The omission is no accident. The democratic potential of the internet and social media terrifies the ruling class above all because it provides a platform for workers to organize independently of the trade union apparatuses, which for decades have served as the reliable partners of the corporations and governments in suppressing and isolating workers’ struggles and keeping strikes at the lowest levels in history. The mass demonstrations in France have been so explosive because they have developed independently of the CGT and other unions, which initially responded to the protests with open hostility.
Jacobin and the DSA are oriented not to the working class but to the trade union apparatuses. They defend the unions against workers because they speak for layers of the middle class, approximately in the top 10 percent of the income scale, who hope for positions as union officials and executives with incomes in the top two or three percent.
Jacobin supported the National Education Association and American Federation of Teachers in West Virginia as they sought to regain control of the teachers’ struggle and impose a sellout. It then hailed the rotten agreement with billionaire governor Jim Justice as a “victory.” It has also written almost nothing about the protests shaking France.
The article also makes no mention of the actual internet censorship measures that have been implemented in the last two years under pressure from the Democratic Party and intelligence agencies. These include Facebook’s censorship of alternative news sites on the “News Feed” and promotion of “authoritative sources” such as the New York Times and Wall Street Journal.
Indeed, Fong’s arguments mirror those of Facebook CEO Mark Zuckerberg in January as part of his justification for censoring the social media platform. Many of the posts of Facebook, he said, are “crowding out the personal moments that lead us to connect with each other,” so the algorithms will be restructured to “encourage meaningful interactions between people.”
On the basis of Facebook’s supposed concern for the psychological well-being of users, it has moved to sharply reduce exposure to left-wing publications and opinions.
The DSA has been totally silent on the ruling class’ campaign of internet censorship. The organization is a faction of the Democratic Party and tries to maintain illusions in the population that this alliance of Wall Street, the Pentagon and the CIA can be transformed into an outfit for progressive change, even as it leads the drive for censorship and repression. It is for this reason that Jacobin itself has not been a target of internet censorship, as has the World Socialist Web Site, which fights for workers to break from both the Democratic Party and the trade unions and to build independent organizations of class struggle and a genuinely revolutionary party.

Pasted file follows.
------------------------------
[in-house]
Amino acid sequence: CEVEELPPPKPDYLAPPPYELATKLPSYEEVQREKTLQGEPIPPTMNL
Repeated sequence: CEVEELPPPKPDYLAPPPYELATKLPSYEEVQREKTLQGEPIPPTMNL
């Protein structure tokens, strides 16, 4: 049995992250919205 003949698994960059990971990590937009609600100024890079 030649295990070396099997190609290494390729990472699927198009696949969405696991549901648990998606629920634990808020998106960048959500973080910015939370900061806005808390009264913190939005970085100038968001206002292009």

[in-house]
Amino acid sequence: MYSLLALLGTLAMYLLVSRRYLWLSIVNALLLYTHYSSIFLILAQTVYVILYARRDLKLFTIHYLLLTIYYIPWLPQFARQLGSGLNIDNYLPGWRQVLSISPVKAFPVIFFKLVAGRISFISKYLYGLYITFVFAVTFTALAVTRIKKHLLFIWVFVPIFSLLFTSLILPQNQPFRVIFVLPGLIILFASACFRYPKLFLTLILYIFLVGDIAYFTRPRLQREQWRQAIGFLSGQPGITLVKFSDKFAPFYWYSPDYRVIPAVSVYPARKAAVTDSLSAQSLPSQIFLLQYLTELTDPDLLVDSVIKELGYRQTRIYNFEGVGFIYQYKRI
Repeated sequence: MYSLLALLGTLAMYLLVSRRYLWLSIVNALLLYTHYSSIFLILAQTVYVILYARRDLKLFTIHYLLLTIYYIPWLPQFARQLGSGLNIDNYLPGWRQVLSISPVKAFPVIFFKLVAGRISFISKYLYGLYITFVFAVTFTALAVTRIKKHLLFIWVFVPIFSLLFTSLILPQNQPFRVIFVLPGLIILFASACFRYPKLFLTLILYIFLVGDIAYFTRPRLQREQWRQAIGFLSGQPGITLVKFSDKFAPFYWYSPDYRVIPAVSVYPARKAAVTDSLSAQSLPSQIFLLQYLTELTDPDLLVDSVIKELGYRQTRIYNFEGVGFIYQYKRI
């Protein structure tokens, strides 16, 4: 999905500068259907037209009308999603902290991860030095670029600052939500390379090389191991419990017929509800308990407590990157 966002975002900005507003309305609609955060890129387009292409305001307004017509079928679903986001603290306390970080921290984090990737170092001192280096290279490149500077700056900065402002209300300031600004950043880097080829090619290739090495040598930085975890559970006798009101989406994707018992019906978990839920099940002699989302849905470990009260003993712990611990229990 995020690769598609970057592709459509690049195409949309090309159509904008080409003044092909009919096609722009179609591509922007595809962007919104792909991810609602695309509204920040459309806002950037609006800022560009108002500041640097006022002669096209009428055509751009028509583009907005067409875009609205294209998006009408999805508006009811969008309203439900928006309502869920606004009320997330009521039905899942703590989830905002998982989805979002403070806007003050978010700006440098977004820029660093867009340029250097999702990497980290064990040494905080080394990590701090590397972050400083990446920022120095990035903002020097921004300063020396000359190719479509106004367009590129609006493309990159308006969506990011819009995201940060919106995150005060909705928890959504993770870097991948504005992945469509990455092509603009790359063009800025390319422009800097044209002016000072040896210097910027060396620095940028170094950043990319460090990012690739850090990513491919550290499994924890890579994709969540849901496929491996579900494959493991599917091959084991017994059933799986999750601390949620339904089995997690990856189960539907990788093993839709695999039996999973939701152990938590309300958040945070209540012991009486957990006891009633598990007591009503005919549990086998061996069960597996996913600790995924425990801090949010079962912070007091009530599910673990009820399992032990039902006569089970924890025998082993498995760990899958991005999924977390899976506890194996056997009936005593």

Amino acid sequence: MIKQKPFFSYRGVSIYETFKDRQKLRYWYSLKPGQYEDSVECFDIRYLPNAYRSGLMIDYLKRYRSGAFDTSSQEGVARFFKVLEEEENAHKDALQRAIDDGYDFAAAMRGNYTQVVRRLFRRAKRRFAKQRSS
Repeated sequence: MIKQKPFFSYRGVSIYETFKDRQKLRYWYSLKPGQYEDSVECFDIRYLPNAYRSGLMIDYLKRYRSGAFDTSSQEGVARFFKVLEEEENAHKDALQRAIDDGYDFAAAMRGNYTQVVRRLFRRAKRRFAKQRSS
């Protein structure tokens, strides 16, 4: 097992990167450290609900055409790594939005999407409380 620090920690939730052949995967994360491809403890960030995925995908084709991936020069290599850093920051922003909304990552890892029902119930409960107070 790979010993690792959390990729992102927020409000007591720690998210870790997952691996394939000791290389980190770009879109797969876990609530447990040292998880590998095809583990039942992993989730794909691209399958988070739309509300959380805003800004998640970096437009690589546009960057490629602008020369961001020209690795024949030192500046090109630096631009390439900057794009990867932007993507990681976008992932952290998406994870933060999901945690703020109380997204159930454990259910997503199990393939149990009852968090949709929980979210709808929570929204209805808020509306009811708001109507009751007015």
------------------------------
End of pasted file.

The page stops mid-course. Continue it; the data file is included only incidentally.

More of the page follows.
Perhaps because of concerns that their backing of censorship has been too openly exposed by Fong’s article, Jacobin published a follow-up article on December 6, entitled, “Unfortunately, we can’t log off.” The article, however, does not oppose or mention the drive to censor the internet, or the emergence of mass struggles by workers organized online. Its criticism of Fong’s article is purely tactical: that the DSA should continue to utilize social media to expand its influence.
If the conclusions that Fong draws in his article were not so authoritarian, they would be almost comical. Does this organization really believe, one is tempted to ask, that one of the greatest technological transformations in modern history, with some two billion people around the world turning to social media use to communicate instantaneously, will be halted because they appeal to people to “log off”?
In fact, Jacobin’s appeal is not directed to the working class, but to the capitalist state. The article is aimed at providing a pseudo-left rationale for mass censorship among the middle-class layers in the orbit of the Democratic Party who read the publication. The ruling class’ drive to wipe out social media, they will argue, will make people more empathetic, and should be welcomed. In short, it combines idiocy with middle-class terror in the face of growing struggles by the working class.